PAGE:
Working in sports is not an easy feat. Being successful in the industry takes time, effort and can be hard.
But Ben Aken and Mike Cummings have worked their way up from being interns in college to high-ranking executives with Major League Baseball’s Kansas City Royals.
Aken, the vice president of community relations, and Cummings, the assistant director for media relations, have worked with the Royals for a combined 25 years.
With their vast experience, they know what goes into working in the professional sports world, how to be successful and what it takes to get to the top level.
Getting to the Royals
Aken grew up in Papillion, Nebraska, a suburb of Omaha that is about three hours away from Kauffman Stadium. As a child, he and his family would make the trip to Kansas City during the summer to go to a Royals game.
The Omaha Storm Chasers, a Triple-A affiliate of the Royals, is now located in Papillion and the ballpark is a mile and a half from his parents’ house, Aken said. It seems only fitting that when he graduated from the University of Nebraska he started working for the Royals.
Aken first joined the organization as a seasonal intern in the community relations department. During that time, he helped with office functions such as emails, donation requests, events and traveled with the team’s mascot, Slugger.
After working in various roles in the department, he was promoted to the senior director in 2009. Six years later, Aken continued his climb up the ladder and was named vice president of community relations.
After spending 20 years with the organization, Aken said it’s fun having a connection to the team deeper than just working for it.
“I was thinking of one picture when I met Jim Sundberg who was a catcher for the Royals. I have a picture of me getting an autograph from his as a little kid,” Aken said. “Now, especially those first few years of my job working for the Royals, I was asking players to go sign autographs for kids. It’s fun to see both ends. I benefitted from it as a kid and now trying to get players to give that same experience for other kids.”
Cummings had a different path to the Midwest. While attending college in North Dakota, he interned with the University of North Dakota’s media relations office. He continued his career as an intern at the Virginia Tech in the sports information office.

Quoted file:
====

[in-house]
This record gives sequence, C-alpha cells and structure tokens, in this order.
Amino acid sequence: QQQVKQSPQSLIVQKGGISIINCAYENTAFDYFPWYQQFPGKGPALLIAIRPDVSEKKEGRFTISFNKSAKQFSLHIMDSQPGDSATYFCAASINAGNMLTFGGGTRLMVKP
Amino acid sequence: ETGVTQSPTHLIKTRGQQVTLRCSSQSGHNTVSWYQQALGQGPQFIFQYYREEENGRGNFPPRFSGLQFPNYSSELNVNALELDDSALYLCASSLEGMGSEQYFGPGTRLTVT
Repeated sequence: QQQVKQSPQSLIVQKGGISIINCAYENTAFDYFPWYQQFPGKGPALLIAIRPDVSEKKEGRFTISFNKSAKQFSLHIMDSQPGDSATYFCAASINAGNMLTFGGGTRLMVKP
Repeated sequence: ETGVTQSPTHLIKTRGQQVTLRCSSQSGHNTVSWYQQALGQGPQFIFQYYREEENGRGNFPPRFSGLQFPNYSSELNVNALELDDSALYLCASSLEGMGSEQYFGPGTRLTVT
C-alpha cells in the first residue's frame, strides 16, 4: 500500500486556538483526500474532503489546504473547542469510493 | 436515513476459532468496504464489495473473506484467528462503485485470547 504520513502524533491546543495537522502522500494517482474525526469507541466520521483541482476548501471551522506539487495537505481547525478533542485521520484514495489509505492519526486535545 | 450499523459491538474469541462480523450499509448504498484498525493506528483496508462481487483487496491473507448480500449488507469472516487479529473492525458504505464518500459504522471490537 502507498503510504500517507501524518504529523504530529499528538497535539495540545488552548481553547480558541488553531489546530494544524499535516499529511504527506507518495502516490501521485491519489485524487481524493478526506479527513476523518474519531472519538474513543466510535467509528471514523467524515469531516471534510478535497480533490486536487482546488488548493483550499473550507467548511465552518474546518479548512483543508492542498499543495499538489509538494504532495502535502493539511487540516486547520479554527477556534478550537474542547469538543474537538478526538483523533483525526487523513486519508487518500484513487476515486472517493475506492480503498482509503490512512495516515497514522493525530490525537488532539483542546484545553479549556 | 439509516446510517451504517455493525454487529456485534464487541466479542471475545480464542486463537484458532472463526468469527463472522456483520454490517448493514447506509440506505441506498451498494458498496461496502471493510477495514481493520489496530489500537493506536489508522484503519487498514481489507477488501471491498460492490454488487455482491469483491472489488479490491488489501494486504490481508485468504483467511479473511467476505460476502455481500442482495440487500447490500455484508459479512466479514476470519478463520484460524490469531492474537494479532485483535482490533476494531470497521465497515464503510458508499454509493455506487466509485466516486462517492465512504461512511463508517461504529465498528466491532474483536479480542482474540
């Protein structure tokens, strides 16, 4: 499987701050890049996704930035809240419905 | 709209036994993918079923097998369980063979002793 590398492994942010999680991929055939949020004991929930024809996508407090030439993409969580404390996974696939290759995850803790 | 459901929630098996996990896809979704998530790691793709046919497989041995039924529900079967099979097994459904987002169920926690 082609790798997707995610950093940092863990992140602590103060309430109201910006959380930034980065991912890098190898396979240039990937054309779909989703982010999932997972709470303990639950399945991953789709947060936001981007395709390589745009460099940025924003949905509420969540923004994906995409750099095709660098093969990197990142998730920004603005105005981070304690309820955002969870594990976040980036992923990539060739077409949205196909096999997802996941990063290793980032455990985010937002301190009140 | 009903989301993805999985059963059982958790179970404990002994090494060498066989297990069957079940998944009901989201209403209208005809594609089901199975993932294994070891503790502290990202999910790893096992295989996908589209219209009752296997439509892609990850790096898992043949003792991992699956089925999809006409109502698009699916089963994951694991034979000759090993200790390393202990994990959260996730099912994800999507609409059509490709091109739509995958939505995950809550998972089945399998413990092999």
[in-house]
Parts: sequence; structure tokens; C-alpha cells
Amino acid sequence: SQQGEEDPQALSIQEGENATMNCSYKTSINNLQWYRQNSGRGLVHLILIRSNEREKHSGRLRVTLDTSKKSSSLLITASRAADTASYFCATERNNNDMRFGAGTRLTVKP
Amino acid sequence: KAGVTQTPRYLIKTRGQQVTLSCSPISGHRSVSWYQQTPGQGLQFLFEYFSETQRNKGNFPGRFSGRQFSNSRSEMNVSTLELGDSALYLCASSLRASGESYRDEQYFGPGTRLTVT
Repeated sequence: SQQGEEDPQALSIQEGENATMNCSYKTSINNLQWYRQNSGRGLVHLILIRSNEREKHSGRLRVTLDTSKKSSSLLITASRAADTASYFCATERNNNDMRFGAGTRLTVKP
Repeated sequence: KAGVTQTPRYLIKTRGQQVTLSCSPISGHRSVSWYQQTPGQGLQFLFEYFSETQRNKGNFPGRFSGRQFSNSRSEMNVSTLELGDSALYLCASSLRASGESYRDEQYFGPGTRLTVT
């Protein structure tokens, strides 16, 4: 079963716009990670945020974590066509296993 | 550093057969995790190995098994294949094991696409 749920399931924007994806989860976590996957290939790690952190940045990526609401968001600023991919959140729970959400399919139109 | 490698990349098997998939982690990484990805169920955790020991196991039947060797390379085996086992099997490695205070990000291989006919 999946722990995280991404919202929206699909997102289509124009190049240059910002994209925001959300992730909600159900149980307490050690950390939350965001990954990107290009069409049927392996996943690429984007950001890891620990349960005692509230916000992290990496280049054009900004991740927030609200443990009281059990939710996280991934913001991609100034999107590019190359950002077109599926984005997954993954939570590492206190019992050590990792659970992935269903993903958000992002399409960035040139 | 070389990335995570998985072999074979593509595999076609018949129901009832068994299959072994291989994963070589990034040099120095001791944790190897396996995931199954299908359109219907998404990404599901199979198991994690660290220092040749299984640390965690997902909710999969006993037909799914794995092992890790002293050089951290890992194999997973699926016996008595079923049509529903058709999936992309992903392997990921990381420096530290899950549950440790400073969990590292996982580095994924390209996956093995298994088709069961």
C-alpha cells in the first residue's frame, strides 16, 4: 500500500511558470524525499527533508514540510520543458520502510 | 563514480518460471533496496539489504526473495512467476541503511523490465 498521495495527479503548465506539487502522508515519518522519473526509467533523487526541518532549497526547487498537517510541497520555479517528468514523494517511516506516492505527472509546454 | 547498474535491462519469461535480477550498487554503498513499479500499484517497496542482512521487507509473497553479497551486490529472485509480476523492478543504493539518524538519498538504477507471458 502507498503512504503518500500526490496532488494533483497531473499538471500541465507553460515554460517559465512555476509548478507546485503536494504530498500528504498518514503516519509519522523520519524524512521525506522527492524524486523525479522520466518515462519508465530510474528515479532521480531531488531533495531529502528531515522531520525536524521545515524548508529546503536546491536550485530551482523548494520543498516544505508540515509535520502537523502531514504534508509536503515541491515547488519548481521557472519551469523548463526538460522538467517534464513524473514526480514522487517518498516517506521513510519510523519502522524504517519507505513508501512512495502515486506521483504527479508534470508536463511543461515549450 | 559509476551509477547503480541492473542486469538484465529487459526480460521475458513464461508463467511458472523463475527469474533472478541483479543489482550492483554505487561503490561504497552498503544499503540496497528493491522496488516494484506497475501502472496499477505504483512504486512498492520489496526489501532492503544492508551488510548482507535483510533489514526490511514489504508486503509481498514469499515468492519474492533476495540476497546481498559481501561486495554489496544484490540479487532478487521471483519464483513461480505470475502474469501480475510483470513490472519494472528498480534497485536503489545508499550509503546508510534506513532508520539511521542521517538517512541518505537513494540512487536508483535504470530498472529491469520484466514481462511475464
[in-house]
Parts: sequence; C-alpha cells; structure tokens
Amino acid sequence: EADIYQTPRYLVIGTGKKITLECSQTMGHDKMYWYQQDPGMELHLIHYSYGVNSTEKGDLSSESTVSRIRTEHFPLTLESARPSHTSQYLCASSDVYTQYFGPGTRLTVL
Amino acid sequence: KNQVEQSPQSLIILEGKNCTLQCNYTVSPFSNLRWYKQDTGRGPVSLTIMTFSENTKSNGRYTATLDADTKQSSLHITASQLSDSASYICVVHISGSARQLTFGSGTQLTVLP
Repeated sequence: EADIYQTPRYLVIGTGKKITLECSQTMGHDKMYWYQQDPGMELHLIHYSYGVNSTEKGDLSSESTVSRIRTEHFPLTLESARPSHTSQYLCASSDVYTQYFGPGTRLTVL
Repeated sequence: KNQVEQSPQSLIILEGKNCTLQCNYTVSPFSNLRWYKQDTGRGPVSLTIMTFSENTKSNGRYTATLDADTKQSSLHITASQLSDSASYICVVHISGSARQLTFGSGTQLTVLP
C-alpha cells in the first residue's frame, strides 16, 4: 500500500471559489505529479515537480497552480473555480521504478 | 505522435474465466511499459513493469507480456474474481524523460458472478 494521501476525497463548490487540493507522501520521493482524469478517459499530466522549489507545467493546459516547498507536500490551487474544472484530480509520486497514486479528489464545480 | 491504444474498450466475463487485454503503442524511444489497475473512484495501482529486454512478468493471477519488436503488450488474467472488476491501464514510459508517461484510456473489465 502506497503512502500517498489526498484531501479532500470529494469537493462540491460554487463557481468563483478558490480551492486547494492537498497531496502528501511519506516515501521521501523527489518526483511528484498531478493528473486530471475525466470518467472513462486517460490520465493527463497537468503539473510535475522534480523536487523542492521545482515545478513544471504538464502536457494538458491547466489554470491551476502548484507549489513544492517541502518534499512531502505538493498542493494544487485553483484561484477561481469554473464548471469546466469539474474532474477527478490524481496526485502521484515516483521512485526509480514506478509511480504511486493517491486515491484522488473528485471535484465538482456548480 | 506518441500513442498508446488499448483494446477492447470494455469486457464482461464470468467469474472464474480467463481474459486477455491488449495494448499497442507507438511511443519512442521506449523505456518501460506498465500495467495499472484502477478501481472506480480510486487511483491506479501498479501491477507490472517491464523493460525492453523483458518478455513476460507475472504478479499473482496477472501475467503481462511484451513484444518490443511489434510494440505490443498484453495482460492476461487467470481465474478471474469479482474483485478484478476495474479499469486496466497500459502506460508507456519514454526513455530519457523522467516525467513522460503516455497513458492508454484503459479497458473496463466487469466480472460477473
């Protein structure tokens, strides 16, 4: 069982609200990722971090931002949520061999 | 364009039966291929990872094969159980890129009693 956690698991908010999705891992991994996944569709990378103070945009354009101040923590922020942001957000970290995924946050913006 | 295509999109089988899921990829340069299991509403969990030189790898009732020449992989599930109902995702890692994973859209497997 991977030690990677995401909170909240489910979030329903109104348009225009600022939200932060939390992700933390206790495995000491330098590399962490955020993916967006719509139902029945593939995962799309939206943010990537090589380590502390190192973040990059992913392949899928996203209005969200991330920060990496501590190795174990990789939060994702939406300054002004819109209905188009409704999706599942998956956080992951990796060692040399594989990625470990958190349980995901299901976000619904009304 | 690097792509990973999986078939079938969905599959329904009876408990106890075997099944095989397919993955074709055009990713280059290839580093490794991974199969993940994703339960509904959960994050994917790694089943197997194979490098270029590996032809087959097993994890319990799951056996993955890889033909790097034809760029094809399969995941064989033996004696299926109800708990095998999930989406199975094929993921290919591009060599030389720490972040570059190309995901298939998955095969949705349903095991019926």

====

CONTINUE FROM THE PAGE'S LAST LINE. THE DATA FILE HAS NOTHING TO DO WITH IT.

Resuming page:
It was after being at the Virginia Tech that he made his way to Kansas, getting a job as an assistant director of communications in the University of Kansas athletic department.
While in Lawrence, Cummings worked with baseball and football. Because Kansas is known predominately as a basketball school, he said it was sometimes a harder sell to get people, both media and fans, to come to baseball games, especially early on when basketball was still in season and the weather outside was not the best.
“You can get frustrated when you don’t get as much coverage as maybe you think you deserve,” Cummings said. “I think you just gotta keep knocking at the door and hoping someone answers.”
Working with the baseball team at Kansas is where Cummings got to know Michael Swanson, vice president of communications and broadcasting for the Royals. While Cummings was at Kansas – Swanson’s alma mater – the Jayhawks played Missouri at Kauffman Stadium so they worked together some during those years.
In 2012, when the Royals hosted the All Star Game, Swanson needed volunteers to help in the press box and with media. Cummings said he jumped at the chance and proved himself capable of thriving in the big leagues. The next season, Swanson’s top assistant left and Cummings was asked to interview for the job.
“I just kind of happened to be at the right place at the right time,” Cummings said.
Working in the Majors
Today, both men have spent multiple years in their positions and are fully aware of the best, and most challenging, parts of working for a professional sports organization.
Despite being the vice president of the community relations department, Aken still is involved in most of the day-to-day operations. He works on long-term planning for Royals Charities, the large-scale projects, and individual player’s interests in various nonprofits and foundations.
In 2017, Royals Charities worked with more than 4,200 nonprofits in a six-state area and donated more than $2 million, according to the Royals’ website.
“We do nice things on behalf of the ballclub,” Aken said. “It’s fulfilling work.”
While occasionally athletes will start their own organizations or foundations, Aken encourages them to go through his department. The power of the Royals helps players’ causes garner more attention. On the other hand, when nonprofits want a specific spokesperson or athlete representative, he tries to make individual players a minor element in case of scandals, trades or scheduling conflicts.
“I would rather them start partnerships with the Royals and Royals Charities and then we integrate players like as almost a last thing,” Aken said.